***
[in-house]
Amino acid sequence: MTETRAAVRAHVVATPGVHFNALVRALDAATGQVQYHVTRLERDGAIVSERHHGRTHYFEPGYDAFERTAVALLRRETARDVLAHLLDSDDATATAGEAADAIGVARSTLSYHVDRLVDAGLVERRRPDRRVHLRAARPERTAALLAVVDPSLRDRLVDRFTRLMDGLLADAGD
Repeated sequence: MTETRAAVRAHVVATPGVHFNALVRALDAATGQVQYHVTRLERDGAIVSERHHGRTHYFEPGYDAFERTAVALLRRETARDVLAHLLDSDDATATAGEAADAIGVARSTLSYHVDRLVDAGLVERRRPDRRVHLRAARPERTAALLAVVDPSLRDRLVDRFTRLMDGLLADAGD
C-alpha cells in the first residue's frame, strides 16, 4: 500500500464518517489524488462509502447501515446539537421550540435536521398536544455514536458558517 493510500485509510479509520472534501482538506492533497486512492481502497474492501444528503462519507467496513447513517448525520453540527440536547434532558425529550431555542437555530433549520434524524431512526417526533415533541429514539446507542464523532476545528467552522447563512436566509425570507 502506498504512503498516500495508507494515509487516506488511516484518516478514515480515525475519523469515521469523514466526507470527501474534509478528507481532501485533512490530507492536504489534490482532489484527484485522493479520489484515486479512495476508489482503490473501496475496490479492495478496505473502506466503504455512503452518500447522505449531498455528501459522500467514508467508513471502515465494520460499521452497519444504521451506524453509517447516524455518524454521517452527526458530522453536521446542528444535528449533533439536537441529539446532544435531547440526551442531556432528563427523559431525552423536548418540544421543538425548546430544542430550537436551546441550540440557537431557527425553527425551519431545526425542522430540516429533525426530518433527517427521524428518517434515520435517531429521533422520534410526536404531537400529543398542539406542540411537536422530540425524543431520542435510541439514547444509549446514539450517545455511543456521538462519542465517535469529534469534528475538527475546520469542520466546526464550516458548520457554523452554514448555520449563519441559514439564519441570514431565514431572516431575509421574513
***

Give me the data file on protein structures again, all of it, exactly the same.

[in-house]
Amino acid sequence: MTETRAAVRAHVVATPGVHFNALVRALDAATGQVQYHVTRLERDGAIVSERHHGRTHYFEPGYDAFERTAVALLRRETARDVLAHLLDSDDATATAGEAADAIGVARSTLSYHVDRLVDAGLVERRRPDRRVHLRAARPERTAALLAVVDPSLRDRLVDRFTRLMDGLLADAGD
Repeated sequence: MTETRAAVRAHVVATPGVHFNALVRALDAATGQVQYHVTRLERDGAIVSERHHGRTHYFEPGYDAFERTAVALLRRETARDVLAHLLDSDDATATAGEAADAIGVARSTLSYHVDRLVDAGLVERRRPDRRVHLRAARPERTAALLAVVDPSLRDRLVDRFTRLMDGLLADAGD
C-alpha cells in the first residue's frame, strides 16, 4: 500500500464518517489524488462509502447501515446539537421550540435536521398536544455514536458558517 493510500485509510479509520472534501482538506492533497486512492481502497474492501444528503462519507467496513447513517448525520453540527440536547434532558425529550431555542437555530433549520434524524431512526417526533415533541429514539446507542464523532476545528467552522447563512436566509425570507 502506498504512503498516500495508507494515509487516506488511516484518516478514515480515525475519523469515521469523514466526507470527501474534509478528507481532501485533512490530507492536504489534490482532489484527484485522493479520489484515486479512495476508489482503490473501496475496490479492495478496505473502506466503504455512503452518500447522505449531498455528501459522500467514508467508513471502515465494520460499521452497519444504521451506524453509517447516524455518524454521517452527526458530522453536521446542528444535528449533533439536537441529539446532544435531547440526551442531556432528563427523559431525552423536548418540544421543538425548546430544542430550537436551546441550540440557537431557527425553527425551519431545526425542522430540516429533525426530518433527517427521524428518517434515520435517531429521533422520534410526536404531537400529543398542539406542540411537536422530540425524543431520542435510541439514547444509549446514539450517545455511543456521538462519542465517535469529534469534528475538527475546520469542520466546526464550516458548520457554523452554514448555520449563519441559514439564519441570514431565514431572516431575509421574513